feel this is a vote of no confidence in your full and complete agreement on our joint posi-
foreign policy? tion towards North Korea, and we are in full
President Clinton. I think it’s a vote of no and thorough accordance with each other and
confidence in the fact that the United Nations how to deal with North Korea.
did not move to do anything when Srebrenica I think that if we do our best in trying to
fell after Srebrenica had been declared a safe persuade North Korea that it is in their interest
area and the fact that the war seems to be to faithfully implement the contents of the
dragging on without resolution. But I also agreement, I think that, in fact, we can see
wouldn’t be so sure we couldn’t sustain a veto. a good result. And I firmly believe that we can
I think that depends entirely on the vigor and achieve that goal.
the strength of the response of the U.N. forces Together with that agreement, I think the fact
in Bosnia and their NATO allies. that the KEDO had its executive meeting, which
And we are working hard in that regard. I has confirmed Korea’s central role in the nuclear
have been very encouraged by what Secretary- light-water project, in addition to President Clin-
General Boutros-Ghali said yesterday, and I ton’s letter given to me, which was a letter of
have been very impressed by the determination assurance that Korea’s central role will be guar-
of President Chirac and Prime Minister Major anteed, I think, enough for us to believe that
to set up this rapid reaction force and to fight we would not be faced with major problems
back if attacked, not simply to be taken hostage. in the future negotiations. So in our position,
So we’re going to see what will happen in there is no change at all.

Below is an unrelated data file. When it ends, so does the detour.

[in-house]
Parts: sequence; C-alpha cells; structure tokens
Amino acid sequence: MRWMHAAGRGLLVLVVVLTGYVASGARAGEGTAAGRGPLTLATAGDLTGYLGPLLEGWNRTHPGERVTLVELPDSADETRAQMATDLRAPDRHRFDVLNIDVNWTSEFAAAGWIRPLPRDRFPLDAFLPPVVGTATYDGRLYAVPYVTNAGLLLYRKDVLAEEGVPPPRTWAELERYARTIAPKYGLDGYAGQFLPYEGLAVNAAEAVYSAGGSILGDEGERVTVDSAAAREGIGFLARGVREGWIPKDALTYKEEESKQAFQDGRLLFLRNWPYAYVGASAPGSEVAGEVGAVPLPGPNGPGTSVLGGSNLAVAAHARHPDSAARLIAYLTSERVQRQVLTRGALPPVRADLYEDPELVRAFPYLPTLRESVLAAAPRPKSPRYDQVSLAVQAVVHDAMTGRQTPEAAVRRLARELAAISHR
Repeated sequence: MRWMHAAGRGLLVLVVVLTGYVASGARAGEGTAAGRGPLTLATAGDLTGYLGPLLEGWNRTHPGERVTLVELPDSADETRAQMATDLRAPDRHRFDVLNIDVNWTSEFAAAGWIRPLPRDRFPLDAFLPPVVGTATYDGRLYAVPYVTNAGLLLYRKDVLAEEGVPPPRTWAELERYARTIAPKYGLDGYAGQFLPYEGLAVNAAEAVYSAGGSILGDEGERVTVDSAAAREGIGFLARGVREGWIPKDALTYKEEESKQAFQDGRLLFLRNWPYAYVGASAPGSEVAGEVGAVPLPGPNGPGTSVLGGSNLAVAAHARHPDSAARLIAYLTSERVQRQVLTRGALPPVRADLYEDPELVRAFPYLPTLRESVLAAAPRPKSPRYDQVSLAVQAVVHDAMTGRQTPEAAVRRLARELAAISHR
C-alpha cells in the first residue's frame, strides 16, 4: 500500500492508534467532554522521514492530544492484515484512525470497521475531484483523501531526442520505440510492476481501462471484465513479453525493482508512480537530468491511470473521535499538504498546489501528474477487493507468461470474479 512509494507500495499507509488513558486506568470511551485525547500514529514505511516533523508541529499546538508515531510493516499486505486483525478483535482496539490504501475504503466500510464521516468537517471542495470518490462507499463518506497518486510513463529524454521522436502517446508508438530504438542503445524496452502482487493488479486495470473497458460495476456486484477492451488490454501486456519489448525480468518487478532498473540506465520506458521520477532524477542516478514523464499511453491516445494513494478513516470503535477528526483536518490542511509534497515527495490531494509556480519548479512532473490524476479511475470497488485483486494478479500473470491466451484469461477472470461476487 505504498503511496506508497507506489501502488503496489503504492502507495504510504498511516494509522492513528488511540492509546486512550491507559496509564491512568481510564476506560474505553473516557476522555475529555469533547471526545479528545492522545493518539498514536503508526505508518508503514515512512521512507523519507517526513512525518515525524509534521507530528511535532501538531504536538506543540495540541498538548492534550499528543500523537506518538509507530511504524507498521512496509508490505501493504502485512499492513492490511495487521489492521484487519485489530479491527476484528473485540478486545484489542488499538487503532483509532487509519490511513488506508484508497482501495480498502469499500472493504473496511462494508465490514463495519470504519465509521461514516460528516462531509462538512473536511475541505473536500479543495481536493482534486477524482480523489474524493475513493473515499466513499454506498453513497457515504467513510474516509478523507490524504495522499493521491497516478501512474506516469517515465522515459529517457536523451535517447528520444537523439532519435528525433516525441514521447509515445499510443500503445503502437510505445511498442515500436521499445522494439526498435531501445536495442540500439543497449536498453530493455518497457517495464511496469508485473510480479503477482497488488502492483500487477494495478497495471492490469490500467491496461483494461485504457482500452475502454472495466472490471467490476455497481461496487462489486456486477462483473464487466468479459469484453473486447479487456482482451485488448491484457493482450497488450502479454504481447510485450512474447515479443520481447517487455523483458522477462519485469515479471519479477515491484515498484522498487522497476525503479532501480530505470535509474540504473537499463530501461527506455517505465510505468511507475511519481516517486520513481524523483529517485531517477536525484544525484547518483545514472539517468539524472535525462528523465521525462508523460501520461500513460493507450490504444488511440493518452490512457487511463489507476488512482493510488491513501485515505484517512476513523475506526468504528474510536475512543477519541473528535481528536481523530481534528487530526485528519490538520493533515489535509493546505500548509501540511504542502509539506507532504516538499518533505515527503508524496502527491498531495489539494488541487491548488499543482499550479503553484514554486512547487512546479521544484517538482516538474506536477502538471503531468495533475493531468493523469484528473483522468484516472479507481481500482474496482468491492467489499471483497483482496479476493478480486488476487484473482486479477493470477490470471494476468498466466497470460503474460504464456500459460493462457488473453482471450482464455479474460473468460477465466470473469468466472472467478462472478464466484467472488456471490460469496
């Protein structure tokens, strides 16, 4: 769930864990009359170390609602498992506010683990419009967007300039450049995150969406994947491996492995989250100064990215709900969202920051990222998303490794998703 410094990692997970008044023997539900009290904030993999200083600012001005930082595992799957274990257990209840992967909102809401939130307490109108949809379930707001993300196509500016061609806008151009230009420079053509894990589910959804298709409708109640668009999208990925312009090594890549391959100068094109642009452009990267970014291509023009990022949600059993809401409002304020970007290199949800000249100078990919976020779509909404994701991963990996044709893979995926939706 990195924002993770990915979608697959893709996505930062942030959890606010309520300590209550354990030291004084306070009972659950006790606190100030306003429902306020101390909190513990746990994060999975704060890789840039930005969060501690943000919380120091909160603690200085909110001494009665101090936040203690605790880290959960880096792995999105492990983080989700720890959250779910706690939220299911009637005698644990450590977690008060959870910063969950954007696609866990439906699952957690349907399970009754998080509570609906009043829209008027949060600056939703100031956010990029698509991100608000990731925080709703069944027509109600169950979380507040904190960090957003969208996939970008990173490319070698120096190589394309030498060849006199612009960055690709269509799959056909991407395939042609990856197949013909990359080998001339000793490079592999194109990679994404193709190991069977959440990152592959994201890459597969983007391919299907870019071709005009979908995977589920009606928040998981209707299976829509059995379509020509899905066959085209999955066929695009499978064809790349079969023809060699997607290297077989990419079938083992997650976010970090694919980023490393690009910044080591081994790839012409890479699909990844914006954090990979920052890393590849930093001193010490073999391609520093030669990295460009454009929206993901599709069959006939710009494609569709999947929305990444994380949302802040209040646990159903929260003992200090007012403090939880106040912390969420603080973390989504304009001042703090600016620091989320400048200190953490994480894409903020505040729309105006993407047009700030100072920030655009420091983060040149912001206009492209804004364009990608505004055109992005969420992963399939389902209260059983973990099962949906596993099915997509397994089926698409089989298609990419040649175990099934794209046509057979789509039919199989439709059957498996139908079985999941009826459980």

the days ahead. But I wouldn’t be so presump-
tive about what would happen in the Congress. Bosnia
I noted that the French Prime Minister, Mr. Q. Mr. President, there is a perception that
Juppe, said not very long ago that if—just a U.S. leadership, prestige, has really suffered
few hours ago—that if, in fact, the Congress under this devastating debacle of Bosnia. You
took this action and it became U.S. policy, that wanted to bomb—more than 21⁄2 years ago—
July 27 / Administration of William J. Clinton, 1995
heavy bombing to stop—that peacekeeping per because the U.N. didn’t do what it said it was
se, despite the humanitarian side, is a misnomer. going to do. You can’t go about the world saying
What do you think are the lessons of Bosnia? you’re going to do something and then not do
And do you think that the U.S. leadership has it.
gone down the drain? So I—that’s why I spent all that time, leading
President Clinton. No. Keep in mind, when up to the London conference and, since then,
I became President, a decision had been working with NATO to say, look, we have to
made—a decision, by the way, that I couldn’t reestablish the fact that we will have a strong—
criticize—that in the aftermath of the cold war, not just close air support but a strong air re-
the Europeans should take the lead in dealing sponse to raise the price of Serbian aggression.
with the first major security crisis on the Euro- Secondly, I strongly support the decision of the
pean Continent at the end of the cold war and French and the British to establish this Rapid
that they would do that under the umbrella of Reaction Force so that they just can’t be taking
the United Nations, that our role would be to hostages at will.
support that with airlifts of humanitarian goods But I would remind you that this was—the
and then later with enforcing a no-fly zone and question of whether a lot of people still say,